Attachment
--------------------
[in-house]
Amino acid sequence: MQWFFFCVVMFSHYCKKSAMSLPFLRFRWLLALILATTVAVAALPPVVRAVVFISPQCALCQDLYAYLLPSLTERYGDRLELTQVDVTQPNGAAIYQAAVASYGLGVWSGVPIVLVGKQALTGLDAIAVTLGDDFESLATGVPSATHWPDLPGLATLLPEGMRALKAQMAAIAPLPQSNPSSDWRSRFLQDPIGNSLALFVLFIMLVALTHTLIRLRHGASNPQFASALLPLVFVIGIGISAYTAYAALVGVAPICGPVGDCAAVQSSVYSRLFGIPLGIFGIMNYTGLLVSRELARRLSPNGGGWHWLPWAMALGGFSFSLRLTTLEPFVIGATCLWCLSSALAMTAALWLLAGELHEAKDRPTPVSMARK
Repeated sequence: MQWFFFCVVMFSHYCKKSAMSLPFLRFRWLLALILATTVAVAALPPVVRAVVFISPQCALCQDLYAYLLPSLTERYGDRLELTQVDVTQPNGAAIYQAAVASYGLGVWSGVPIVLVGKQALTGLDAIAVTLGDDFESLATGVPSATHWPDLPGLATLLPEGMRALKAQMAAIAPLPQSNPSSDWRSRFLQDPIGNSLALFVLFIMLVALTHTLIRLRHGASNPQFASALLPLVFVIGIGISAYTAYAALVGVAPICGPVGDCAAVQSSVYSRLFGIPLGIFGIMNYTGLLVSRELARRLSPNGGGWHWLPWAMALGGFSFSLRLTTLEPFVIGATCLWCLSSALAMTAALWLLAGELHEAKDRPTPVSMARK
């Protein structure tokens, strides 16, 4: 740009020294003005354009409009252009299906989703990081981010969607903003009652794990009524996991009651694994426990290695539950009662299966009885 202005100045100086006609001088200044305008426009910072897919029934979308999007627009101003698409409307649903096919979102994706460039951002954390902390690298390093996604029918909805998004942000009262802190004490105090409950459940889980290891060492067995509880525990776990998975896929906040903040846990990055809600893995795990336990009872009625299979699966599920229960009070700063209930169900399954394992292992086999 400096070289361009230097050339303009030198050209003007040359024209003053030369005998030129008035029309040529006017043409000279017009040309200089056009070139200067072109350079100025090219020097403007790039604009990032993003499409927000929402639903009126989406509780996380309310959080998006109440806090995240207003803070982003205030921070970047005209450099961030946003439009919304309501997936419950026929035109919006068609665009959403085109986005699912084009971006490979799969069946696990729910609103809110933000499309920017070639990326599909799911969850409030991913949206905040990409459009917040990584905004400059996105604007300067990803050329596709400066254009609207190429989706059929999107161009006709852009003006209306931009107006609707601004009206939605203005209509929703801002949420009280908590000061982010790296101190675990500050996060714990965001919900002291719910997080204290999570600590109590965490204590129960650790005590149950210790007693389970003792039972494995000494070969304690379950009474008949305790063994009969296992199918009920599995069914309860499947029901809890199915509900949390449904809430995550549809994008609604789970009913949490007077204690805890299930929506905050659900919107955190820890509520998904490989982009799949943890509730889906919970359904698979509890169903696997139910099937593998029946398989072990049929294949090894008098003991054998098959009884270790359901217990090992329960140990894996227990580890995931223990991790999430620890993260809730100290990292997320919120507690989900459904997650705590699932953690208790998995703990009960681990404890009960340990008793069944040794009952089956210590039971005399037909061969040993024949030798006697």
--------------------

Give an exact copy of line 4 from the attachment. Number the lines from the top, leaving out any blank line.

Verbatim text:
């Protein structure tokens, strides 16, 4: 740009020294003005354009409009252009299906989703990081981010969607903003009652794990009524996991009651694994426990290695539950009662299966009885 202005100045100086006609001088200044305008426009910072897919029934979308999007627009101003698409409307649903096919979102994706460039951002954390902390690298390093996604029918909805998004942000009262802190004490105090409950459940889980290891060492067995509880525990776990998975896929906040903040846990990055809600893995795990336990009872009625299979699966599920229960009070700063209930169900399954394992292992086999 400096070289361009230097050339303009030198050209003007040359024209003053030369005998030129008035029309040529006017043409000279017009040309200089056009070139200067072109350079100025090219020097403007790039604009990032993003499409927000929402639903009126989406509780996380309310959080998006109440806090995240207003803070982003205030921070970047005209450099961030946003439009919304309501997936419950026929035109919006068609665009959403085109986005699912084009971006490979799969069946696990729910609103809110933000499309920017070639990326599909799911969850409030991913949206905040990409459009917040990584905004400059996105604007300067990803050329596709400066254009609207190429989706059929999107161009006709852009003006209306931009107006609707601004009206939605203005209509929703801002949420009280908590000061982010790296101190675990500050996060714990965001919900002291719910997080204290999570600590109590965490204590129960650790005590149950210790007693389970003792039972494995000494070969304690379950009474008949305790063994009969296992199918009920599995069914309860499947029901809890199915509900949390449904809430995550549809994008609604789970009913949490007077204690805890299930929506905050659900919107955190820890509520998904490989982009799949943890509730889906919970359904698979509890169903696997139910099937593998029946398989072990049929294949090894008098003991054998098959009884270790359901217990090992329960140990894996227990580890995931223990991790999430620890993260809730100290990292997320919120507690989900459904997650705590699932953690208790998995703990009960681990404890009960340990008793069944040794009952089956210590039971005399037909061969040993024949030798006697």